The touch-aware team over at NASA’s Jet Propulsion Laboratory (JPL) has developed a wearable device to keep you from touching your mug and spreading diseases from your filthy hands.

Yeah, I see you getting ready to scratch your nostril. DON’T DO IT. Don’t Touch! Or as my college roommate used to say, “손대지 마!!!”

Yes, as COVID concerns crumble with countries and states beginning to lift their tests of totalitarian authority, parliamentary panic ebbing ever lower, and people escaping their fear-induced isolation, there are ‘Things You Need To Stay Safe™”! One of those things is the wearable device from JPL that warns you of impending disease spread.

PULSE is a 3D-printed wearable device that pulses, or vibrates, when a person’s hand is nearing their face. This is a simple and affordable technology that can easily be reproduced and is available as open source on Github. As health officials advised the world to wash hands, social distance, and wear a face mask, JPL developed PULSE as another way to assist efforts to keep us as healthy as possible. As an open source item, we hope individuals or companies will replicate, refine or enhance PULSE and make it available for distribution.

That’s right 6-foot aparty people, make it your own, make a dozen and give to your friends, keep youself AND others from touching your face. While JPL says it’s one more way to keep us healthy, I’d expand the applications and say it’s a complete anti-face-touching solution, a Don’t-Touch-Your-Face-inator for thumbsuckers, prolific nail biters, nose-pickers, ear-diggers, head-scratchers or any other variety of horrible hand-to-face habitry.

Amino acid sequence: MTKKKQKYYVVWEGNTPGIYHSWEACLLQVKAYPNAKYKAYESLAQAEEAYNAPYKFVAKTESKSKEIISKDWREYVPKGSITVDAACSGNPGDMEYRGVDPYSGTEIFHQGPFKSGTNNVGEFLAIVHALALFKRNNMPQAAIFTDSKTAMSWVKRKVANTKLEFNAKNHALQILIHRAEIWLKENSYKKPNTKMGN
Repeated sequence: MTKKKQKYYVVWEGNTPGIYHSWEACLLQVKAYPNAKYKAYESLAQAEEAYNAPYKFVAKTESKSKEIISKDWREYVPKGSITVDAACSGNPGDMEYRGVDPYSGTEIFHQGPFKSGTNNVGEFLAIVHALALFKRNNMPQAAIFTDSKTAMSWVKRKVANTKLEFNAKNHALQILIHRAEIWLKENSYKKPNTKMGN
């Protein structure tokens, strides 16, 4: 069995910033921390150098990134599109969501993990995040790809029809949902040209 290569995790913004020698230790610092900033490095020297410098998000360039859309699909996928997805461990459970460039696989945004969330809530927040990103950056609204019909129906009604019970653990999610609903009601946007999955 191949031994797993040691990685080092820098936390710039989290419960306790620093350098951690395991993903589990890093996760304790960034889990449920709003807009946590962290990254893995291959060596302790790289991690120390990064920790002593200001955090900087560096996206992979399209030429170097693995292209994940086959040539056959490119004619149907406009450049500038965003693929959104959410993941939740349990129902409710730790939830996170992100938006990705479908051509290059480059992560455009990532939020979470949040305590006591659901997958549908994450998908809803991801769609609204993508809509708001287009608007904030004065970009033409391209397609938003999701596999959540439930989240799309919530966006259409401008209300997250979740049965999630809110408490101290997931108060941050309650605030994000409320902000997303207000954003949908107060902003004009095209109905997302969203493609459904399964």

It uses simple components in a 3D printed pendant-style case attached to cord and tied around your neck. The team recommends PLA material, preferably a dark color to prevent the sensor from reading false motion as you move about and emerge from your caccoon. The component list includes an IR sensor, a PNP transistor, a 1k Ohm resistor, a small slide switch, a small vibration motor, heat shrink, a 3V CR3032 battery and corresponding battery holder.

The two-piece model is provided in .stl format for both FDM and SLA printing. The shame when you go to touch your face is provided by you. You can download the files, view wiring info, and assembly instructions on the NASA JPL GitHub page and learn more about the project over at JPL. 손대지 마!!!

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Josh is founder and editor at, founder at Aimsift Inc., and co-founder of EvD Media. He is involved in engineering, design, visualization, the technology making it happen, and the content developed around it. He is a SolidWorks Certified Professional and excels at falling awkwardly.